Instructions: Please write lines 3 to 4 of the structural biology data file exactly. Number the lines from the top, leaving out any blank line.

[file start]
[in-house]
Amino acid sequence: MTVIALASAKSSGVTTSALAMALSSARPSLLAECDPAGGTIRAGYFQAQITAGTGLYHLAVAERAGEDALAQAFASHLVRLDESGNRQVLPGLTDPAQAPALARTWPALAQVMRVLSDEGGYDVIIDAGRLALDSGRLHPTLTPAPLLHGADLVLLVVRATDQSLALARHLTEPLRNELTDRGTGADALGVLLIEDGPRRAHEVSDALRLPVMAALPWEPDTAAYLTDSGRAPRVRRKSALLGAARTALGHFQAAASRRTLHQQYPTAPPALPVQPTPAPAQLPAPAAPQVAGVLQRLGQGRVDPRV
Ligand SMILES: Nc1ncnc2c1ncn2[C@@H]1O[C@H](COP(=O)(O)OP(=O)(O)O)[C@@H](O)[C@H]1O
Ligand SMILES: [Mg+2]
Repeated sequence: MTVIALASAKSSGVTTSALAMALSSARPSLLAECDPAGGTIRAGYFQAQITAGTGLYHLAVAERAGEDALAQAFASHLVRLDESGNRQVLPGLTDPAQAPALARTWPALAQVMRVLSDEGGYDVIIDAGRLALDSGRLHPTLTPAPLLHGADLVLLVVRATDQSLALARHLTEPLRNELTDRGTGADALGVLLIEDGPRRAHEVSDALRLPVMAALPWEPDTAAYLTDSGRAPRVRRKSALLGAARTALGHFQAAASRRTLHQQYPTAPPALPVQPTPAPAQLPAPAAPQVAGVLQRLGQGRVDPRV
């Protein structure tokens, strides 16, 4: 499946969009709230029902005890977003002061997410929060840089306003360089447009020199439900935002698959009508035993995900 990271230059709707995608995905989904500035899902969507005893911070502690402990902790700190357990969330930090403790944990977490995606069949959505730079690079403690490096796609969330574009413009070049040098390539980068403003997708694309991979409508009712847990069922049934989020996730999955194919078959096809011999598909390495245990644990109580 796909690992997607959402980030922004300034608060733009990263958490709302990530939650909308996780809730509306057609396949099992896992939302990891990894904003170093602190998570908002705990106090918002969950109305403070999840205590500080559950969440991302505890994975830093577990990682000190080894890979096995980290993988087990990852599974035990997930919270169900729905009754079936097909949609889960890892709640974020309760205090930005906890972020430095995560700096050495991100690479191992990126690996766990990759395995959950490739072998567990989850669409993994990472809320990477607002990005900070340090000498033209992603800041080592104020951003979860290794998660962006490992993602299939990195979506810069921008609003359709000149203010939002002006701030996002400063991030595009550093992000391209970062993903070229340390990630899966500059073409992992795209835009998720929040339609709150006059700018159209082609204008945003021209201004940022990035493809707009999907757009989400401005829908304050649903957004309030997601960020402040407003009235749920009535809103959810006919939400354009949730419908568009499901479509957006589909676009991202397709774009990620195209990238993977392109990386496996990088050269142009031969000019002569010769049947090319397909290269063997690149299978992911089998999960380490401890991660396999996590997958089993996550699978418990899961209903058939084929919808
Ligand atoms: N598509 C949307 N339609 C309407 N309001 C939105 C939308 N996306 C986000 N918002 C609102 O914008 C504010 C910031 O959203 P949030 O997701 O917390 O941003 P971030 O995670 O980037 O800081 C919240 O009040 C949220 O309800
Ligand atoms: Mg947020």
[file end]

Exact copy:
Ligand SMILES: Nc1ncnc2c1ncn2[C@@H]1O[C@H](COP(=O)(O)OP(=O)(O)O)[C@@H](O)[C@H]1O
Ligand SMILES: [Mg+2]